More on the money in medicaid expansion debate
Healthcare reform was on the agenda in Gov. Jay Nixon’s 2013 state of the state address as he called upon lawmakers to broaden Medicaid so more Missourians would have access to healthcare. Nixon’s proposed budget includes an expansion of Missouri’s Medicaid program. Estimates are the plan would add nearly 260,000 lower-income adults to the healthcare program through the use of $908 million in federal funds, money that would be received by opting in to the federal Medicaid expansion. In his recent state of the state address, Nixon argued the expansion would create jobs for many Missourians and would bring increased revenue to the state.
“Moving forward with this plan will bring a total of $5.7 billion to Missouri for the first three calendar years – at no additional cost to the state,” he said. “The University of Missouri estimates this will generate an additional 24,000 jobs – and that’s just in 2014.”
A second part of Nixon’s proposition is an increase in Medicaid reimbursement rates. Right now, private insurers compensate doctors at a higher rate than Medicaid does. This means doctors make less money if they treat a patient on Medicaid than they would if the patient had private insurance. If the plan is implemented, though, part of the new federal money would be used to compensate doctors, hospitals and other healthcare providers at similar rates. Missouri State Budget Director Linda Luebbering says Nixon hopes the increased revenue would encourage treatment of patients on Medicaid.
“We’re estimating about $1.8 billion in federal funds that will be used to pay healthcare providers – hospitals, doctors, and others – that are providing services to these individuals,” she explained. “So, it’s a big influx of revenue for the healthcare sector – hospitals and doctors and pharmacies and the like.”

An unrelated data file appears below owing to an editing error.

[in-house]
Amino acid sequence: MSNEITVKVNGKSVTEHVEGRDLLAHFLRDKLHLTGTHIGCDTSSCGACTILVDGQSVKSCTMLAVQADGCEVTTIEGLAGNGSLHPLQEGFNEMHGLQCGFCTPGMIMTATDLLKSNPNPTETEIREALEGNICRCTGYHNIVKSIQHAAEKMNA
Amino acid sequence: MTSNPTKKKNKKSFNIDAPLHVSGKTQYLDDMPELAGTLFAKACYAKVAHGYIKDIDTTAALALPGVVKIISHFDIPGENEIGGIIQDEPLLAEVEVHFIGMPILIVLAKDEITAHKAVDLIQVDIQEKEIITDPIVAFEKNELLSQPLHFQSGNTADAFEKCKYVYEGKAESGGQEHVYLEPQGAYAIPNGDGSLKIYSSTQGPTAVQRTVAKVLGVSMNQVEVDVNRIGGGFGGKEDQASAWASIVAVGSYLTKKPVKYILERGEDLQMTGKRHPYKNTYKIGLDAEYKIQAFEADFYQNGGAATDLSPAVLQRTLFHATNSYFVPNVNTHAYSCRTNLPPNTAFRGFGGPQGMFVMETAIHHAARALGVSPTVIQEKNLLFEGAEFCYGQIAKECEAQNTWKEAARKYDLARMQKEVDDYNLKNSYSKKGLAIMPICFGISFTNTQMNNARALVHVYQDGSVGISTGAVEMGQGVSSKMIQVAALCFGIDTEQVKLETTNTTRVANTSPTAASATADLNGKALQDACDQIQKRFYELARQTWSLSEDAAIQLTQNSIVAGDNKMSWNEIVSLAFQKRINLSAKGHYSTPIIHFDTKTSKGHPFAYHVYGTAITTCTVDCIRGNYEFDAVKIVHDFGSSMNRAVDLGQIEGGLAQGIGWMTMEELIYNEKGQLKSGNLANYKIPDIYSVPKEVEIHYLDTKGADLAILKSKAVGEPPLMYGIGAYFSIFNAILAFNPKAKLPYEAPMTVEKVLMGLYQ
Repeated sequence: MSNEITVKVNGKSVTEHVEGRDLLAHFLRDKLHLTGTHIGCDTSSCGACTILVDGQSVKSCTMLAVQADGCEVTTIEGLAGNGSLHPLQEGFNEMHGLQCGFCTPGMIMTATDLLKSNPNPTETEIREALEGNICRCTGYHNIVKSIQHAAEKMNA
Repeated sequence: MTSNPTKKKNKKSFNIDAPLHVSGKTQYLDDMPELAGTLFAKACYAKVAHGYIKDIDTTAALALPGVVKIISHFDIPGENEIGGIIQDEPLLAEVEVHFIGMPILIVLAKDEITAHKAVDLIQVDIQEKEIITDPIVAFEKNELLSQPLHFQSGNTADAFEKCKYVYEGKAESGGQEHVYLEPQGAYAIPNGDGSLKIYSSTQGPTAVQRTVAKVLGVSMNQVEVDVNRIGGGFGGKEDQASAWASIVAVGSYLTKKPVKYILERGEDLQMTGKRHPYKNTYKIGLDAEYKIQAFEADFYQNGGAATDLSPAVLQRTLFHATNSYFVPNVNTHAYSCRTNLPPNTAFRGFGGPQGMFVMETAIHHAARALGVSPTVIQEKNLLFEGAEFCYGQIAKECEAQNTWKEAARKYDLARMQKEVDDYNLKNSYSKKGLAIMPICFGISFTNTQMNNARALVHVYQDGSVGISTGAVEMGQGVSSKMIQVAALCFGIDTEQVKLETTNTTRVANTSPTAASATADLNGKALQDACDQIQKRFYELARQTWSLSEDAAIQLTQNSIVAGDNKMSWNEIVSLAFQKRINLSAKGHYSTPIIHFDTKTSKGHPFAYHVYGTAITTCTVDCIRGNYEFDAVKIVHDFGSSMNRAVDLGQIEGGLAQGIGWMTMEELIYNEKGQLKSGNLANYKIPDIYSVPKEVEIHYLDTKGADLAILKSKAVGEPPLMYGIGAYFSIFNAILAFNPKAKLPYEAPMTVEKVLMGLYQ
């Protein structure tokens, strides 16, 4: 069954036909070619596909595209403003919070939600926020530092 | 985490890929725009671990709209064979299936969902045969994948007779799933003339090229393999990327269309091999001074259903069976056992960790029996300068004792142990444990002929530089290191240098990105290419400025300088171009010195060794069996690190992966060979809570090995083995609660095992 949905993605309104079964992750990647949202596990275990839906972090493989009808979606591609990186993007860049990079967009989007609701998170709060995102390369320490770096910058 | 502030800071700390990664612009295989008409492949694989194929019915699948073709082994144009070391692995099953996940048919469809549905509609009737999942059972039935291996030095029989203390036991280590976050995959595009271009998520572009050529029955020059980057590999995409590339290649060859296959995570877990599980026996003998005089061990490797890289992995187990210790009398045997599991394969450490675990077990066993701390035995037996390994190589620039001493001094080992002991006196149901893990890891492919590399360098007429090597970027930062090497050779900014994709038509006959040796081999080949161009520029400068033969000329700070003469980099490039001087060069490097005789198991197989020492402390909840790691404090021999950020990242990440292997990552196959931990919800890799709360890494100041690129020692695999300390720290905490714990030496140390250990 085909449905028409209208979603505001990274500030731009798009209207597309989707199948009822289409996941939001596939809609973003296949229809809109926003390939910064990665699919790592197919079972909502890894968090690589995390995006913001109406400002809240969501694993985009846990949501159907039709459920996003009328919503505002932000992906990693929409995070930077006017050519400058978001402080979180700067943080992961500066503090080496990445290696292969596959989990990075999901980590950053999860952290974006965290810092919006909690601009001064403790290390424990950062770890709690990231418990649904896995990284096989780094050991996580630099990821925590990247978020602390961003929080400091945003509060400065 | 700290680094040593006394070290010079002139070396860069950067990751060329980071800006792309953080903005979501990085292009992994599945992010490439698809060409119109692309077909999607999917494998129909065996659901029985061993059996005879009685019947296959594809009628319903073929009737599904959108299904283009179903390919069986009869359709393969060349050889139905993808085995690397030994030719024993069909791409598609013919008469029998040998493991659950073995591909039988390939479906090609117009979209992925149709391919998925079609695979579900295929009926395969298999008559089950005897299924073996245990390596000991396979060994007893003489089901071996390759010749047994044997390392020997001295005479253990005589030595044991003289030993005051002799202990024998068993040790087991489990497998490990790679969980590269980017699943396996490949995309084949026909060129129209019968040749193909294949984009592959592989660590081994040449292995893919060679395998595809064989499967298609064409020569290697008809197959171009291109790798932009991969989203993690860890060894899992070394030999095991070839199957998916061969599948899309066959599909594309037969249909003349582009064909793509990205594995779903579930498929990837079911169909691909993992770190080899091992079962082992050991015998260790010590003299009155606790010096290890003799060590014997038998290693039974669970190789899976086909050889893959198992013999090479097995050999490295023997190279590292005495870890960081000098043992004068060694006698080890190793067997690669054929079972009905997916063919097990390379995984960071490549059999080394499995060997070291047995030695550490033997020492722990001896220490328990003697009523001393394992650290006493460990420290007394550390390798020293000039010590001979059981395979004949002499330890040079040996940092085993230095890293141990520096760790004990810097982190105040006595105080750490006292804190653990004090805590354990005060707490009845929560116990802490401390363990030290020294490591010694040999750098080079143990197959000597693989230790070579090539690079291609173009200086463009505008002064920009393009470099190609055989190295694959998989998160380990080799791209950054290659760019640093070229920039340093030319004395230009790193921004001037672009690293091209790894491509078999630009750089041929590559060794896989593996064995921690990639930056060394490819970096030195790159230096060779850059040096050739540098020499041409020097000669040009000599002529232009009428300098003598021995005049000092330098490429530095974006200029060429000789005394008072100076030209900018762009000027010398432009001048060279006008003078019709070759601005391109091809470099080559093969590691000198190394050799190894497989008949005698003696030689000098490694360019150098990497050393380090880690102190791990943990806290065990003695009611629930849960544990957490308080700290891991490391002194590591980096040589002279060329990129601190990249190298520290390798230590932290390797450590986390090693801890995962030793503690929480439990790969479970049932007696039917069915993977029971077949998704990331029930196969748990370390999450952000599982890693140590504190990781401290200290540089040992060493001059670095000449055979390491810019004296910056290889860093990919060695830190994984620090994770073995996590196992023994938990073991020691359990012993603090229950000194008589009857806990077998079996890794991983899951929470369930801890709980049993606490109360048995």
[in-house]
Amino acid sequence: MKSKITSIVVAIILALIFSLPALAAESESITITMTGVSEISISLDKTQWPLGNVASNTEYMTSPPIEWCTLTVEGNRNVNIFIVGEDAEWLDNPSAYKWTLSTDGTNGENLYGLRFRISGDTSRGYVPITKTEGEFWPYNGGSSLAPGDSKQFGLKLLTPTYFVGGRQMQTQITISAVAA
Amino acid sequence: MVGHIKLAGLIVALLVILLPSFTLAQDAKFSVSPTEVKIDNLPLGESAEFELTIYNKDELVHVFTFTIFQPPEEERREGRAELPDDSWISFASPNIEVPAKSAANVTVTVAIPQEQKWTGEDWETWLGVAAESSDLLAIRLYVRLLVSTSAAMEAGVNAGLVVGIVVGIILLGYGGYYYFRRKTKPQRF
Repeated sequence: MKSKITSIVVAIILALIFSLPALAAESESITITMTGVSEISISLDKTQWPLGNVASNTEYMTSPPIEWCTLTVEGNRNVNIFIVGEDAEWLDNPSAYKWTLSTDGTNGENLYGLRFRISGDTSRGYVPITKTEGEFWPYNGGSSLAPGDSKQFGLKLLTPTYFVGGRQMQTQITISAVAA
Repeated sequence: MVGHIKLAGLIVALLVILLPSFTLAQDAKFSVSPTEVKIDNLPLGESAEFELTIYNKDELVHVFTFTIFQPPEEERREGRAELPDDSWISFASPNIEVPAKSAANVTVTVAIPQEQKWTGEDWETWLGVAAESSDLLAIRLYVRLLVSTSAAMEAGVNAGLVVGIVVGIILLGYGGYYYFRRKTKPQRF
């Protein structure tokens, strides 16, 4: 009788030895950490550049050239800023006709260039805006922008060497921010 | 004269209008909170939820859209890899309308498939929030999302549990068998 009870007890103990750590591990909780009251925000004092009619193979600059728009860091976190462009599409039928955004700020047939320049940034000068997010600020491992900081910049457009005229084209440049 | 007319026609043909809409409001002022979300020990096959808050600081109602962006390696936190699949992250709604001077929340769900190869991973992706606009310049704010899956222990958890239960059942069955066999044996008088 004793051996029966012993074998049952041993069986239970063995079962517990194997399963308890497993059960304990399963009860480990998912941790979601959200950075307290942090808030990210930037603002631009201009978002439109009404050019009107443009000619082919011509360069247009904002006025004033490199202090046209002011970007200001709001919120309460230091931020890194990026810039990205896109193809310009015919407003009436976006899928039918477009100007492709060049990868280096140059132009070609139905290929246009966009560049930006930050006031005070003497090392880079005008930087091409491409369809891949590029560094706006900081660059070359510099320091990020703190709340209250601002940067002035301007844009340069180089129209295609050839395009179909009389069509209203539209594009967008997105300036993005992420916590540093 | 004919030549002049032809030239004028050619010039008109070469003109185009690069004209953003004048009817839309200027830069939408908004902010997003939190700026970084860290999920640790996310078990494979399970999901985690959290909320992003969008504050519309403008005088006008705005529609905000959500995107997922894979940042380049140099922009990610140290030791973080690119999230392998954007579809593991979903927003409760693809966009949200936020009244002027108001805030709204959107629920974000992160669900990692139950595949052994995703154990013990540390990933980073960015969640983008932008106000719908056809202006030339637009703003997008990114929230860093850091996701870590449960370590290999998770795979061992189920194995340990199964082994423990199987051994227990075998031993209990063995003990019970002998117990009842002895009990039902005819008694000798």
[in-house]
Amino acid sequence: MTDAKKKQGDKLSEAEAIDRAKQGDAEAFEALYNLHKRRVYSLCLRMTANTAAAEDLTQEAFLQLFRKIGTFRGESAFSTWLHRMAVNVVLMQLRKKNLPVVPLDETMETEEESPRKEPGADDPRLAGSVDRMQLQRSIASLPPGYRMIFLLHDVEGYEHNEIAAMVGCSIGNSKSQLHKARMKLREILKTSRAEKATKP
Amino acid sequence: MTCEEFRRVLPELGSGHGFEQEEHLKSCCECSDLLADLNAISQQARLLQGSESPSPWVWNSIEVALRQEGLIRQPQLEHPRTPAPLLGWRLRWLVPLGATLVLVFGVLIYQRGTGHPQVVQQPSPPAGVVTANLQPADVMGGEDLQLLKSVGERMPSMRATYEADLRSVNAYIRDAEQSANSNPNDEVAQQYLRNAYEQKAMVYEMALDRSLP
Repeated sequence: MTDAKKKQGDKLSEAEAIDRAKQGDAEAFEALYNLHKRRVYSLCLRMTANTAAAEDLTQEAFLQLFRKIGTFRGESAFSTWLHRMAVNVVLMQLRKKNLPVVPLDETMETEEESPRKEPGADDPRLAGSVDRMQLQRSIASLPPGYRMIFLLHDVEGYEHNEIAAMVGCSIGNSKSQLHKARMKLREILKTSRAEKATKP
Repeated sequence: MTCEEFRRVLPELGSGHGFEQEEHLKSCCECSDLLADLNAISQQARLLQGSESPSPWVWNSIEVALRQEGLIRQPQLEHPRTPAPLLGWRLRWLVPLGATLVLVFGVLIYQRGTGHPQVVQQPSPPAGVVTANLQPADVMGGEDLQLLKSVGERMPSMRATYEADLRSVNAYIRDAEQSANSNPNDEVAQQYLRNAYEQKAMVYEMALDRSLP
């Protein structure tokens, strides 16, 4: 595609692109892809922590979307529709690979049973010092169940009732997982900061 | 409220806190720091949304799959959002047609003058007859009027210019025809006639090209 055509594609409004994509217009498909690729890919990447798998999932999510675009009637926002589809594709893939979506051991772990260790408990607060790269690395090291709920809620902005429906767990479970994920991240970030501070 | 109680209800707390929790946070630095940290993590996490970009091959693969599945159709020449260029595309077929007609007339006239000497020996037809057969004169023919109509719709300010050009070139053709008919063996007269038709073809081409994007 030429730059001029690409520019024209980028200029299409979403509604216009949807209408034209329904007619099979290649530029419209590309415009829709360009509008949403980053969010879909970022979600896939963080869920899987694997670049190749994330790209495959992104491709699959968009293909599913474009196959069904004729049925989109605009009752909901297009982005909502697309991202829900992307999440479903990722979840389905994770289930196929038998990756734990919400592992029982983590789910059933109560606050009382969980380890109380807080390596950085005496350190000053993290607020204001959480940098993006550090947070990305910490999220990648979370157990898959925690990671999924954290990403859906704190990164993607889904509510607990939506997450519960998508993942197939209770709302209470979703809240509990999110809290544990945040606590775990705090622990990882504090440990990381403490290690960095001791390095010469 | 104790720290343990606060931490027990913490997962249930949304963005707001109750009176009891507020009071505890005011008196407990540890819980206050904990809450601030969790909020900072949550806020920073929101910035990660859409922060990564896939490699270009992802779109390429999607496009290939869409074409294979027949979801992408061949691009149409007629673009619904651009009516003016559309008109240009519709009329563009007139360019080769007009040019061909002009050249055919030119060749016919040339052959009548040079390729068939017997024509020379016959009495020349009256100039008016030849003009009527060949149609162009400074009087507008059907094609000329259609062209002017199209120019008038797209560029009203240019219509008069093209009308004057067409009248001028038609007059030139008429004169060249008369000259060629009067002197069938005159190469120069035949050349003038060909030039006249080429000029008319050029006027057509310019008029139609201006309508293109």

Nixon’s plan has encountered opposition, though. State Senator Rob Schaaf, a Republican who represents district 34 near St. Joseph, thinks the plan is a bad idea. He’s a physician by trade, and would stand to benefit from the increased Medicaid reimbursement, but believes the expansion would do more harm than good.
“As a physician, he feels like we do a terrible job of taking care of the folks who are already on Medicaid,” Chris Dunn, his chief of staff, said. According to Dunn, Schaaf believes the current system is broken and believes that because the proposed job increase wouldn’t add enough jobs to the healthcare sector, expansion is counterproductive.
“We don’t have enough primary care physicians and nurses to take care of the new population that will come on board in 2014,” Dunn said. “That’s an issue for the state of Missouri that he has a problem with.”
Additionally, he suggested not everyone who will be privy to the Medicaid expansion necessarily deserves to be included.
“It would be a huge chunk of those new, 250,000 people on Medicaid that are able-bodied, and we don’t feel like adding them to the welfare rolls of the state is beneficial to the state,” he continued.
The Missouri General Assembly’s session started on Jan. 9 and runs through May. It is unclear whether the legislature plans on adopting Nixon’s reform.